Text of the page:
In the early days of the HIV epidemic, high pill burden made successful adherence to treatment challenging. Selective non-adherence to a regimen increases the likelihood of developing resistance, which could limit future treatment options. STRs have revolutionized care by simplifying dosing and their impact has been profound and lasting. Today, clinical treatment guidelines from the US Department of Health and Human Services (DHHS) include certain STRs as recommended initial treatment regimen options for most people living with HIV. According to DHHS, factors that should guide the selection of a treatment regimen include virologic efficacy, toxicity, pill burden, dosing frequency, drug-drug interaction potential, resistance test results, comorbid conditions, access, and cost.

Despite the progress made in improving the efficacy and safety of HIV treatments, there are people with severely limited treatment options due to resistance to multiple ART classes. They rely on complex treatment regimens, sometimes involving injectable medications in combination with multiple pills several times a day. This type of complexity further increases the chance of treatment failure. Thus, we continue to strive to develop new agents that are active against resistant variants of HIV and target novel mechanisms of action, in order to provide simpler and more efficacious treatment options to all people living with HIV, irrespective of their prior treatment history. Our goal is to continue pursuing further ART innovations that enable STRs to reach beyond first and second line therapy options.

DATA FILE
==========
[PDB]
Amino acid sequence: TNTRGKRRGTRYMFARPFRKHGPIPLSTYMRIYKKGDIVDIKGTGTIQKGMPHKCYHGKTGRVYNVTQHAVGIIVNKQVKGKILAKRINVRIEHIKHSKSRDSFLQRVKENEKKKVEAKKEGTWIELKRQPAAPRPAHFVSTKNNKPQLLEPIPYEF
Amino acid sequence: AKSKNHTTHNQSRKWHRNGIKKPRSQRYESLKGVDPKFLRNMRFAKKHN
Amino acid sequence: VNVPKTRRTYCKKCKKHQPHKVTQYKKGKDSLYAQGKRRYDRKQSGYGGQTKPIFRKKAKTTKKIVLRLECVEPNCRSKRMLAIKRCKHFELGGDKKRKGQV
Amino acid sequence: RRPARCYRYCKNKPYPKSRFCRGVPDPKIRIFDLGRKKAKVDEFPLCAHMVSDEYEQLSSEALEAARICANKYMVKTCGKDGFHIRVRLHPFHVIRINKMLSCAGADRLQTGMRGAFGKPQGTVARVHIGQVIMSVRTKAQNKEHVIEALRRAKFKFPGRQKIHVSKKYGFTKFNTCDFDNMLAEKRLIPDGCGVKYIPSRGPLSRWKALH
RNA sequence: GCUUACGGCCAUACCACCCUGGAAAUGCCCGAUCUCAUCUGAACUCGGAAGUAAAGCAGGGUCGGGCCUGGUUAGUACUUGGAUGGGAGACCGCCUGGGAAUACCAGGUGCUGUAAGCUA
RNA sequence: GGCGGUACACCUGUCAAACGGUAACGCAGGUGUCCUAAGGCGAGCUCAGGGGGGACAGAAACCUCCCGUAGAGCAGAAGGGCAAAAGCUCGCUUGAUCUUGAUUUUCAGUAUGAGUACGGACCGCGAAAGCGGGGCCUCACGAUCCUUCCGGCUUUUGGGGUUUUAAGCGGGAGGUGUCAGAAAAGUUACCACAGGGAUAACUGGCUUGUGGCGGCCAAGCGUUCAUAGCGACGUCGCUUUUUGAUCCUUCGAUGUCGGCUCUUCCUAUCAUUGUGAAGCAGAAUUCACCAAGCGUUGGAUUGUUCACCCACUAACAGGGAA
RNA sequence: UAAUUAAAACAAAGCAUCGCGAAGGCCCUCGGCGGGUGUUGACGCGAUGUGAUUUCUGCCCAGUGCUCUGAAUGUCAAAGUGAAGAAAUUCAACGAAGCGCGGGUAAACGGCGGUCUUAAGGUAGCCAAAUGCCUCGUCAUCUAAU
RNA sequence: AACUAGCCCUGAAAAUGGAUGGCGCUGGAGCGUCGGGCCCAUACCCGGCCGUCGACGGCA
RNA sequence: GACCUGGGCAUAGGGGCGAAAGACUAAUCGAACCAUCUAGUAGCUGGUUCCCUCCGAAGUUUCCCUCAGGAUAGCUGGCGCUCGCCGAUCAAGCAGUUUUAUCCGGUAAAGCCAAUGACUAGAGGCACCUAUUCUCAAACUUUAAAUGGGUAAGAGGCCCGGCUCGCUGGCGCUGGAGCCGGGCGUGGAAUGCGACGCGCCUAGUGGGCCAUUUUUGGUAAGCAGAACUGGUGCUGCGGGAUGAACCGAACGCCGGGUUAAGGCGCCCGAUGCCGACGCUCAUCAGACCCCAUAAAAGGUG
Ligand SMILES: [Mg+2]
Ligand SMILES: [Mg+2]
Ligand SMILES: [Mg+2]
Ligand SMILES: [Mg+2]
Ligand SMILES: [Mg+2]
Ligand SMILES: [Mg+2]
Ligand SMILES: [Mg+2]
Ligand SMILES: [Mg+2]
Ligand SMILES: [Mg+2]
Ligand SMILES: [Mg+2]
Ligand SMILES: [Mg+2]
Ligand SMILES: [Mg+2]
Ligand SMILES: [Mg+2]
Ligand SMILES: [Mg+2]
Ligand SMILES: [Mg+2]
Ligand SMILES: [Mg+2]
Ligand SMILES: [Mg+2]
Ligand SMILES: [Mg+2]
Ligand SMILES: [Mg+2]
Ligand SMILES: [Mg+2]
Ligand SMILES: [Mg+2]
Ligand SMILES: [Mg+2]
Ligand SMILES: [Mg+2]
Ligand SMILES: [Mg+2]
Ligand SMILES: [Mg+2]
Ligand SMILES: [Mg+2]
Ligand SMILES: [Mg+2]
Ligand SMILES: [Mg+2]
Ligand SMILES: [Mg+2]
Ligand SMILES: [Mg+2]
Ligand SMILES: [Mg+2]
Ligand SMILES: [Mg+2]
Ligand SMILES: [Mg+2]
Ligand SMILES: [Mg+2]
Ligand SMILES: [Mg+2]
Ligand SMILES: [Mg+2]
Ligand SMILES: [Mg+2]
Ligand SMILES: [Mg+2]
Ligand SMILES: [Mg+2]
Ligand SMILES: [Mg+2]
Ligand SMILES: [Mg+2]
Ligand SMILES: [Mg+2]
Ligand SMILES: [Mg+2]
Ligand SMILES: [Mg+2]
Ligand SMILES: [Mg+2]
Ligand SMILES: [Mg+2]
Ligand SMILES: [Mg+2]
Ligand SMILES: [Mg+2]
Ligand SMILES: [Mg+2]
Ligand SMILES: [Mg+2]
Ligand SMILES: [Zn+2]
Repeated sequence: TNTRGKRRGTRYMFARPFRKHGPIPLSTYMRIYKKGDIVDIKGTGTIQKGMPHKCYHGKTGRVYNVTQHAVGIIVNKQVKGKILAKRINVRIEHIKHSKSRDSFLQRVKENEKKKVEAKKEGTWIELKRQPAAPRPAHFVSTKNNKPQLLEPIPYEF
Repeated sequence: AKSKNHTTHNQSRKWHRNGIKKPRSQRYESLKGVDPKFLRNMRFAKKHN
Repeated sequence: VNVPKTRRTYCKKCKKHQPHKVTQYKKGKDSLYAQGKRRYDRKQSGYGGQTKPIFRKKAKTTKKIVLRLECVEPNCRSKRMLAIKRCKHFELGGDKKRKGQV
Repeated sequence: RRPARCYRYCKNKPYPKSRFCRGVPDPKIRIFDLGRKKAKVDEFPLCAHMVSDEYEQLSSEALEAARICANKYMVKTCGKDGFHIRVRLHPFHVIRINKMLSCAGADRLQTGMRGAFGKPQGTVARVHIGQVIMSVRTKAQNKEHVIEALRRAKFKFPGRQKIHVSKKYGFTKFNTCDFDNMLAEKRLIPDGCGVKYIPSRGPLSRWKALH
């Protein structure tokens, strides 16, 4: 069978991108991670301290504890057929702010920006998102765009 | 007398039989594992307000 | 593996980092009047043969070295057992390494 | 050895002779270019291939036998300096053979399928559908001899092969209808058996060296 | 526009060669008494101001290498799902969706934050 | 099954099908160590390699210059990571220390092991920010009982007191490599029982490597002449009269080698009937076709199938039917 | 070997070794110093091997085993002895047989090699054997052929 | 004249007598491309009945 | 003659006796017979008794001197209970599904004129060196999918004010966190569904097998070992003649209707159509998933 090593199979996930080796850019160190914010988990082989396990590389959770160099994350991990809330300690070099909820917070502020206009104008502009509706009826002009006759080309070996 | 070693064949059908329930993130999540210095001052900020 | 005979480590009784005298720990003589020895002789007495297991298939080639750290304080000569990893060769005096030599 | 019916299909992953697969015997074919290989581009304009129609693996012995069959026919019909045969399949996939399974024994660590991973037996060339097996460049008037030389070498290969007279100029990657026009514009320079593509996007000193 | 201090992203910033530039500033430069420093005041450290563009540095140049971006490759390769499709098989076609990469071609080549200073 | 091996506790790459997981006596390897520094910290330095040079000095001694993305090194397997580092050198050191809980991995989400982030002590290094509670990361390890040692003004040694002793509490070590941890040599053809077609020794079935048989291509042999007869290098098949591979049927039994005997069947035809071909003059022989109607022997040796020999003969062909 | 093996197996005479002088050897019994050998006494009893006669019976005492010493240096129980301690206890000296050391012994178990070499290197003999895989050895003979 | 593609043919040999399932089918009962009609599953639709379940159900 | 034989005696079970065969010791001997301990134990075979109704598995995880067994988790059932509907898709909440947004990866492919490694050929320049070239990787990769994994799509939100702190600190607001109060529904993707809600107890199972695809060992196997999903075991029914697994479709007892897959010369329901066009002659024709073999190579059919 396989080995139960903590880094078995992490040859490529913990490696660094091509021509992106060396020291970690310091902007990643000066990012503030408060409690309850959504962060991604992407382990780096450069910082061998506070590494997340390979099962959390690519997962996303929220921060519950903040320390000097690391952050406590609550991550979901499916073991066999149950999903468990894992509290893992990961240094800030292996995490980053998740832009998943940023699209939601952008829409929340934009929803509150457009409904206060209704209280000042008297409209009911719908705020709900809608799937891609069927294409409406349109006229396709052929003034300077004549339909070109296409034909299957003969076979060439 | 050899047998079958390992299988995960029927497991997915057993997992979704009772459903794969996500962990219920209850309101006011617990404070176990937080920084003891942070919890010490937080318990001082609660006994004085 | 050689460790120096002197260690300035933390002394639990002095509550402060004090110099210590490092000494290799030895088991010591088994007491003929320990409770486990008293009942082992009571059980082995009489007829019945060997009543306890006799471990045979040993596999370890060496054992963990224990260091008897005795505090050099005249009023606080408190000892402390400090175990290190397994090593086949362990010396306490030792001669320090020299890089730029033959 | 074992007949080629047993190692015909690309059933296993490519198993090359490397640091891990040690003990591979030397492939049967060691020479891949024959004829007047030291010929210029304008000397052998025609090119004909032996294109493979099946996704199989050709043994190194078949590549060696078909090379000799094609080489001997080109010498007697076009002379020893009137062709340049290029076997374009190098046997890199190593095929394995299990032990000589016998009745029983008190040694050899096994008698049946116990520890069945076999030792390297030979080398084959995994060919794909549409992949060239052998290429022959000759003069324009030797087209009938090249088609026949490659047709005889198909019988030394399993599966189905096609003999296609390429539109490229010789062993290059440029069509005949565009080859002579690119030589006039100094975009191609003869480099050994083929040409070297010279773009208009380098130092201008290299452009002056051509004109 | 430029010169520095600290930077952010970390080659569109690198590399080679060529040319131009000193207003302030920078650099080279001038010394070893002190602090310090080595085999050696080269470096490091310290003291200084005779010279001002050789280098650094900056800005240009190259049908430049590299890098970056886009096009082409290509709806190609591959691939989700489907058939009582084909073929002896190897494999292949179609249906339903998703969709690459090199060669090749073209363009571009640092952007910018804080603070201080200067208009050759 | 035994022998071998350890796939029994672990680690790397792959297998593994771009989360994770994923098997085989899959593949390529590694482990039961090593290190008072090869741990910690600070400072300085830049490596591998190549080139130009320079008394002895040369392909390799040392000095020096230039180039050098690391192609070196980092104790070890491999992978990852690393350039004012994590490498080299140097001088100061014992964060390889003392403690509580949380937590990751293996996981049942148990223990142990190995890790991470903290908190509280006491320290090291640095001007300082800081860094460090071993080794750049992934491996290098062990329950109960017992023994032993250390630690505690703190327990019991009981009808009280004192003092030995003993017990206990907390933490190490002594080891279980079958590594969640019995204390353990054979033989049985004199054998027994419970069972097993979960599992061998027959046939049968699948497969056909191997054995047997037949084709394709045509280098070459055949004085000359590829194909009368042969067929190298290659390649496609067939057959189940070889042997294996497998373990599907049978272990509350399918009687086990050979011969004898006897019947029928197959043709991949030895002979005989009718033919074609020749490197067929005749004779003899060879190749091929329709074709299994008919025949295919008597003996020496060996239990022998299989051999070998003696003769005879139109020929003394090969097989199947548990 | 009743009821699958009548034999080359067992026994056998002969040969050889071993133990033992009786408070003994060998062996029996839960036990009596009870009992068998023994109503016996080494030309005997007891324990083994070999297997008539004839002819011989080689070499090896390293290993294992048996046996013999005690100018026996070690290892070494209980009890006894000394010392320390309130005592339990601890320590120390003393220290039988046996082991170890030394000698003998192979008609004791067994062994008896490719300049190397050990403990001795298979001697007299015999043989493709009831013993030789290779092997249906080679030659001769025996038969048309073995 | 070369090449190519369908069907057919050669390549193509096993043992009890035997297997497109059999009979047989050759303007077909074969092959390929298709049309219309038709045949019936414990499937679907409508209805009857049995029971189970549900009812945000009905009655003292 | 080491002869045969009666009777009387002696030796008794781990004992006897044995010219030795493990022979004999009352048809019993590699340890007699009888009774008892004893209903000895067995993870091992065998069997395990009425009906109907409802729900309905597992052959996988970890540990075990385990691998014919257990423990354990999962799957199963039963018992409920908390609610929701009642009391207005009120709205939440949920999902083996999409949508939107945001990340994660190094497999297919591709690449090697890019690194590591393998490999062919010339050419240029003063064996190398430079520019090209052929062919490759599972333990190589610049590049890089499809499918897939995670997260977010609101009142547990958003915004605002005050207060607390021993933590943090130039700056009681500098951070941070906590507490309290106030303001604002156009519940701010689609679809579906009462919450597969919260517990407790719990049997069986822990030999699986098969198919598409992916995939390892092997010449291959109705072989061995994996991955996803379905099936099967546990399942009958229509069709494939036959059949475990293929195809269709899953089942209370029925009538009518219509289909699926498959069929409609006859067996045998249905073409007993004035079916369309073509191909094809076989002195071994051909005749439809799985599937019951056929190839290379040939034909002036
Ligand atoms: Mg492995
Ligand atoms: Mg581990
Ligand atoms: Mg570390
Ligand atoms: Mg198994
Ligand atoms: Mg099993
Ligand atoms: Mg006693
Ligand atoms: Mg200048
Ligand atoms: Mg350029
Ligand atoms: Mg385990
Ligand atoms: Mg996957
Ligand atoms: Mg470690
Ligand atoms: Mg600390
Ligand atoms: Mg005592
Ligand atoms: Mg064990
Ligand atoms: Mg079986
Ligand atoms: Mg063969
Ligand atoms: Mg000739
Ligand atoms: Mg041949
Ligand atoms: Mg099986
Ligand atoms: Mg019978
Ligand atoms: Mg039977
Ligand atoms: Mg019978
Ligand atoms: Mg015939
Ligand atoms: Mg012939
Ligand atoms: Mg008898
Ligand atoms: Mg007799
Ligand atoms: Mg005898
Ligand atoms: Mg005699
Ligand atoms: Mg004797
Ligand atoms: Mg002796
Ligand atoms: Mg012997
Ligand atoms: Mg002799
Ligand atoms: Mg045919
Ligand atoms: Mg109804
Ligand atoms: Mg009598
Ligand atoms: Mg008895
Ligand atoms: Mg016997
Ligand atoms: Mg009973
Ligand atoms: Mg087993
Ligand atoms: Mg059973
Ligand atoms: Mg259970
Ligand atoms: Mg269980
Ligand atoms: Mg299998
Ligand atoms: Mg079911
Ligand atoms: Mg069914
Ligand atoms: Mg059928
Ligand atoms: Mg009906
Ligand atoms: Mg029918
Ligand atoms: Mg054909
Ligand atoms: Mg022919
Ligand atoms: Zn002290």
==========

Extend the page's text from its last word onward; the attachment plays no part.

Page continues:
Researching Care with Long-Acting ART

Efforts to continue enhancing care will be critical to further curbing the HIV epidemic. Long-acting formulations with the potential to be dosed weekly, monthly, or even less frequently may help facilitate treatment adherence, a strong predictor of treatment success and health outcomes. To become suitable for long-acting administration, new agents need to fit criteria different from those applied to daily oral ART. Novel regimens must match the high efficacy and safety observed with currently approved HIV treatments and do so with administration that is ideally minimally painful and can be performed outside a doctor’s office.